Introduction

MongoDB installs itself with a base configuration that is not optimal for many organiztions. In this quick look at MongoDB, we are going to cover the steps necessary to configure it to use a different location for storing its document tree.

Overview

The popular document database MongoDB is easily installed on an CentOS 7 server. Changing the configuration of the server can lead to conflicts with SELinux and will keep the MongoDB service from starting. In this post, we will learn how to change the MongoDB configuration and get it up and running with a dedicated document tree directory.

Getting the Latest and Greatest MongoDB

The first step in installing MongoDB in a proper fashion is to create a Yum repository definition file. Yum repository definition files are located at /etc/yum.repos.d in a CentOS 7 installation.  In this directory create the file MongoDB-org.repo.


cd /etc/yum.repo.d
vim MongoDB-org.repo

Enter the following into the file and save it.

We can now pull the latest stable version of MongoBD from the repository with the following command:

yum -y install mongodb-org mongodb-org-server

Once the installation is complete, we can start the MongoDB daemon by typing:

systemctl start mongod

By typing ps -ef | grep mongo we can verify the daemon is indeed running.

Note the location of the configuration file is /etc/mongod.conf. We will be editing this file.

Editing the MongoDB Configuration File

The standard location for the MongoDB directory tree is located at /var/lib/mongo. This can cause a major headache when the document tree grows too large for the file system. By creating a new document tree location on another drive, mounted partition or simply a dedicated directory in another location, we can make managing MongoDB easier in the future.

The MongoDB installation also has two other settings that most users would want to change. In this example, we will use a dedicated directory on a new drive mounted on a partition named /data.

So first we make our edits to /etc/mongod.conf.

vim /etc/mongod.conf

The edits we want to make occur at the top of the file. If we wish, we can change the location of the log file, database document tree directory, server port number or assign the server an IP number. We will leave the logfile location at the default setting, but move our document tree to the /data/mongodb directory.

We uncomment the line assigning a port number to ensure the server will always use the default setting. By commenting out the IP number setting, the server will now respond to requests from any server and not just localhost.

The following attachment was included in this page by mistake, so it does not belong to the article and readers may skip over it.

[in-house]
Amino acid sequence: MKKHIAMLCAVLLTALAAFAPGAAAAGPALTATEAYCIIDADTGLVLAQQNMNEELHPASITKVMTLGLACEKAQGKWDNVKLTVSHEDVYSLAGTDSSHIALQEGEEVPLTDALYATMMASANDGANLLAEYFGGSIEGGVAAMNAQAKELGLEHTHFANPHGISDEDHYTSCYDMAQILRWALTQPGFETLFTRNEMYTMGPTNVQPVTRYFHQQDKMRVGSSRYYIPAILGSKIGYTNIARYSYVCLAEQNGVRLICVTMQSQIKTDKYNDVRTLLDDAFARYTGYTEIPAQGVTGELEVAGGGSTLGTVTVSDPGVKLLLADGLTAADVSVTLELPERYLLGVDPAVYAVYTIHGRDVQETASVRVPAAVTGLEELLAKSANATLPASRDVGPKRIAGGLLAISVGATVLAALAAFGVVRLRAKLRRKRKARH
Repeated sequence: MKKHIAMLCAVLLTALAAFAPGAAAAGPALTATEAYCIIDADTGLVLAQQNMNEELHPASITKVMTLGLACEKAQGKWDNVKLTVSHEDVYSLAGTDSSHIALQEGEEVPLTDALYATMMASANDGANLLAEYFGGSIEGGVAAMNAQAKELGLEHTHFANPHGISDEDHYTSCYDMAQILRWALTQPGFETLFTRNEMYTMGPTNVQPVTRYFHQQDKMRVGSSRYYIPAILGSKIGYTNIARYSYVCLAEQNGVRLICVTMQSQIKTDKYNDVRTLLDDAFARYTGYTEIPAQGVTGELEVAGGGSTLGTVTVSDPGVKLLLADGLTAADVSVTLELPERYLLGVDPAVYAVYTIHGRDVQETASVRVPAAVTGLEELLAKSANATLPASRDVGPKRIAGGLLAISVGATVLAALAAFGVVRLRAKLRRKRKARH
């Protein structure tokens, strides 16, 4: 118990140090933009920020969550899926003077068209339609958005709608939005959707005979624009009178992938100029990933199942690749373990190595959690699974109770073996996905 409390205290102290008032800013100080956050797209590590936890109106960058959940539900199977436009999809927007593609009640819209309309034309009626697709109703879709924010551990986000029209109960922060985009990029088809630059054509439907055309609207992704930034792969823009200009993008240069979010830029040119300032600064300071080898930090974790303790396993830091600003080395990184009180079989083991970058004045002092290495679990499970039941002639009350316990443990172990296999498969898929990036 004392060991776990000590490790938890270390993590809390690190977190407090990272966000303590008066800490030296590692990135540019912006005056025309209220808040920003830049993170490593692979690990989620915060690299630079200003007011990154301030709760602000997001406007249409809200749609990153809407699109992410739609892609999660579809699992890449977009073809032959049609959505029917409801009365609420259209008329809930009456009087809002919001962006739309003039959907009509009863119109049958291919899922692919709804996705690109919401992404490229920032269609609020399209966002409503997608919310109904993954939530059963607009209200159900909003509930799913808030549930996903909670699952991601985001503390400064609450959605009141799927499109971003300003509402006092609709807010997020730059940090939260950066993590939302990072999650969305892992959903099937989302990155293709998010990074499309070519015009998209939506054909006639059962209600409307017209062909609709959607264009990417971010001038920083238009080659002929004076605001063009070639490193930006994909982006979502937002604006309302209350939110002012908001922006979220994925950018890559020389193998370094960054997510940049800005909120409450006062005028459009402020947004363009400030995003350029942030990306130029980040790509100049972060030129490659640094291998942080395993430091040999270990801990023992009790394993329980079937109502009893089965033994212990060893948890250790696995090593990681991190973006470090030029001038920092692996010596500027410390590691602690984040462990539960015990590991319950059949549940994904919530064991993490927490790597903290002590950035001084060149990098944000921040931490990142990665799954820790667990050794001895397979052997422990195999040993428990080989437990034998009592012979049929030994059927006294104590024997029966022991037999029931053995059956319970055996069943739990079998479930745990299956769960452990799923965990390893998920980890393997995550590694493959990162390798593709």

Save the file and restart the MongoDB daemon.
systemctl restart mongod

Unfortunately, we now receive the following error:

[root@localhost]# systemctl restart mongod
Job for mongod.service failed because the control process exited with error code. See "systemctl status mongod.service" and "journalctl -xe" for details.

This is because we need to modify system file indicators to change ownership of the file and to place the new /data/mongodb directory into the MongoDB context maintained by SELinux.

Adding the New File Tree for MongoDB to the SELinux Context

So first we change to the directory above our newly created mongodb directory and then execute ls -al.

The mongodb directory is owned by root and it is required to be owned by the Mongo Daemon user mongod.

chown mongod.mongod mongodb

Next we check the system file attributes for SELinux by listing them for the default MongoDB file tree directory /var/lib/mongo. We can do this by using the -Z option for the list command.

To set the file attributes for the mongodb directory to match the default directory attribues, we use the chcon (change context) command. The file attributes are as follows:

  • User: system_u
  • Role: object_r
  • Type: mongod_var_lib_t
  • Level: s0

Each of these parameters can be set individually, or all at once using the chcon command. We can also use another file as a reference, so we will use the previously defined /var/lib/mongo directory:

Then we view the results with ls -Z.

We can now restart MongoDB.

The restart will take a bit of time as the MongoDB daemon writes new journal, lock and temp directories and files into the new data directory location.

Conclusion